Risk of major congenital malformations associated with infertility and its treatment by extent of iatrogenic intervention

Jacob Farhi*, Benjamin Fisch

*Corresponding author for this work

Research output: Contribution to journalReview articlepeer-review


Background: Cumulative evidence from large cohort studies, multicenter studies, and meta-analyses suggests that assisted reproductive technologies are associated with an elevated risk of congenital malformations. Theoretically, there are several putative factors in infertility treatments which may be related to the development of congenital malformations. These include, in part, the exposure to gonadotropin stimulation and the exposure to supra-physiological levels of E2; the altered physiological environment of implantation; the in-vitro culture conditions at early stages of embryonic development; the artificial selection of sperm for fertilization and the sperm injection process in ICSI and the process of embryo cryopreservation. However, it is also possible that the culprit is not the infertility treatment that leads to the increased risk of congenital malformations but a factor or factors inherent to infertile patients. Objective: The aim of this review is to present the current data, summarize it and define the association between major congenital malformation and different types of infertility treatments as well as to infertility per se. Material and Methods: We conducted an extensive search of the medical literature (Pubmed, 1985-2006) to identify all data relating major congenital malformations to infertile couples, infertility treatments or to characteristics of the infertile population. The rates of congenital malformations associated with infertility were analyzed by the degree of iatrogenic intervention to better define the relative risks. Results: The findings confirmed the increased risk of congenital malformations in relation to in vitro fertilization even in singleton infants. There was no difference in the occurrence of major congenital malformations by either the laboratory maneuvers of sperm or embryos of varying complexity or by the specific medications used for ovarian stimulation or luteal support. Increased risk for congenital malformations was also found in infertile couples in relation to infertility treatment with ovulation induction with or without intrauterine insemination and even in spontaneous conception. Conclusions: The data seems to indicate that infertile couples harbor an inherent, a priori risk for congenital malformations in their offspring. The risk increases in direct relation to the severity of infertility treatment in which the pregnancy was obtained. The question still remains if this direct relation reflects the severity of the infertility status of the couple or is related to an added value imposed by the infertility treatment.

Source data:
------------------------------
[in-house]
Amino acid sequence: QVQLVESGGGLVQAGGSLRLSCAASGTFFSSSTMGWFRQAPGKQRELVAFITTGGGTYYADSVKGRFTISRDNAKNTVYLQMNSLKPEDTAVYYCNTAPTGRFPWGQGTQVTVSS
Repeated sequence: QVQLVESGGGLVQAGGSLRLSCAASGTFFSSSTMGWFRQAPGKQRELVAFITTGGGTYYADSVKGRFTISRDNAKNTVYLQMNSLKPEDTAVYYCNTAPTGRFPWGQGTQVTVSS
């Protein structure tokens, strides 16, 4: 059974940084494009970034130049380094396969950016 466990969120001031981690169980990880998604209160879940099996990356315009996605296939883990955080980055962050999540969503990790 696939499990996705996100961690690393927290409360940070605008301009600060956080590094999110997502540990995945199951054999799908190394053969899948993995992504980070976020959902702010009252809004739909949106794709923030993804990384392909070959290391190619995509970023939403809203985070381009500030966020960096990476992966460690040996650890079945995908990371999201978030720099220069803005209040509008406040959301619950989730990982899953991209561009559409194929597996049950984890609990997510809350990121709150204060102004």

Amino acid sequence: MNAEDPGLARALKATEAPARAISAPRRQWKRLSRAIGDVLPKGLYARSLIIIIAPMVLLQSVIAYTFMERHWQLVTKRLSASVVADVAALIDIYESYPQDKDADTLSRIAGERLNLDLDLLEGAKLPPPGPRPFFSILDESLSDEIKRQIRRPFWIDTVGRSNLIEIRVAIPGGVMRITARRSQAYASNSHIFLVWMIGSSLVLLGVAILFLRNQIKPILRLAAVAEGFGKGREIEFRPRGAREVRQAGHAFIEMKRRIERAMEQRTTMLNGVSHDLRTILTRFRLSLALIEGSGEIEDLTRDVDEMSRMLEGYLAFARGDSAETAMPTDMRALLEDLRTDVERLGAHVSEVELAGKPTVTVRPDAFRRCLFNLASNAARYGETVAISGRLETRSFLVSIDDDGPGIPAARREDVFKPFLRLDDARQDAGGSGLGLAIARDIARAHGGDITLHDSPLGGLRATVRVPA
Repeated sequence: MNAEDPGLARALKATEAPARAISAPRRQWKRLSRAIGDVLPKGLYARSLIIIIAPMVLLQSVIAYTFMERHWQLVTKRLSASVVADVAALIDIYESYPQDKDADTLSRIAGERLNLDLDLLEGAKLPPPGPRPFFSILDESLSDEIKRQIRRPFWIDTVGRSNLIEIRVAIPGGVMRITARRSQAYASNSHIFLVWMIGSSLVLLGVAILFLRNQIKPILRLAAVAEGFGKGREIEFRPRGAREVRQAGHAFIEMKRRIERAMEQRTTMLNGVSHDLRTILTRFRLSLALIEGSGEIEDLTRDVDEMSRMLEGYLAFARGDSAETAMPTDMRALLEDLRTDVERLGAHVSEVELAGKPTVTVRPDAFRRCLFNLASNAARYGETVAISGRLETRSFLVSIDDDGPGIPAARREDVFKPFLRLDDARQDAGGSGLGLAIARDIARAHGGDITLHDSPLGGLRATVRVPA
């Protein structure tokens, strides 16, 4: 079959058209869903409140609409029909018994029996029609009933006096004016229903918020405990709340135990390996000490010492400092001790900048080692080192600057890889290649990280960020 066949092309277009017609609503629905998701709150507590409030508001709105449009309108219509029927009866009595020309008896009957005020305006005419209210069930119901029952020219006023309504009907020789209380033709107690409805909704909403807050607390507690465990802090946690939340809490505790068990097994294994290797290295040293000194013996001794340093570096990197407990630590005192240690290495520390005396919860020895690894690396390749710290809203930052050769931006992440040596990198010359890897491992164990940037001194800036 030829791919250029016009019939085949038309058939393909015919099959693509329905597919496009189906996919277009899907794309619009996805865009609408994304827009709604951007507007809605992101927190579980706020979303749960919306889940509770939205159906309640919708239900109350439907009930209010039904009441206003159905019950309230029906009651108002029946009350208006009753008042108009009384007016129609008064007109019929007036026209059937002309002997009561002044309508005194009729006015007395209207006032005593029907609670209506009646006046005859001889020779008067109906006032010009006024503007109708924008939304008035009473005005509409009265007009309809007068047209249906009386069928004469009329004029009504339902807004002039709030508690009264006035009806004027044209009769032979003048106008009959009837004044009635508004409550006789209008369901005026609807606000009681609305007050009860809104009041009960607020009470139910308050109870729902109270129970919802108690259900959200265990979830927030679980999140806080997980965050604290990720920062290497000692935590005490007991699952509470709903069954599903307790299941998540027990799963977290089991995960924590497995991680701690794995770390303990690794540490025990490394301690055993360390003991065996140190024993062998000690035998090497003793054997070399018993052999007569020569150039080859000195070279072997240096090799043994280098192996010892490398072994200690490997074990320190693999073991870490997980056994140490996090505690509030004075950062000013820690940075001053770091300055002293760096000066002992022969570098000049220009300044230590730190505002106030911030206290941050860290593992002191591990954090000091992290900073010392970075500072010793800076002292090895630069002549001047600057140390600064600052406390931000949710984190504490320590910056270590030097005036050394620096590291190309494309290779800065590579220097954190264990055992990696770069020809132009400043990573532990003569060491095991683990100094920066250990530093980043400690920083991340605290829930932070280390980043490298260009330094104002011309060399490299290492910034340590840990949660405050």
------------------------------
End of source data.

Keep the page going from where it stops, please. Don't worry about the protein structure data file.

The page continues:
Original languageEnglish
Pages (from-to)352-357
Number of pages6
JournalPediatric Endocrinology Reviews
Issue number4
StatePublished - Jun 2007


  • In vitro fertilization
  • Infertility
  • Infertility treatment
  • Major congenital malformations
  • Ovulation induction


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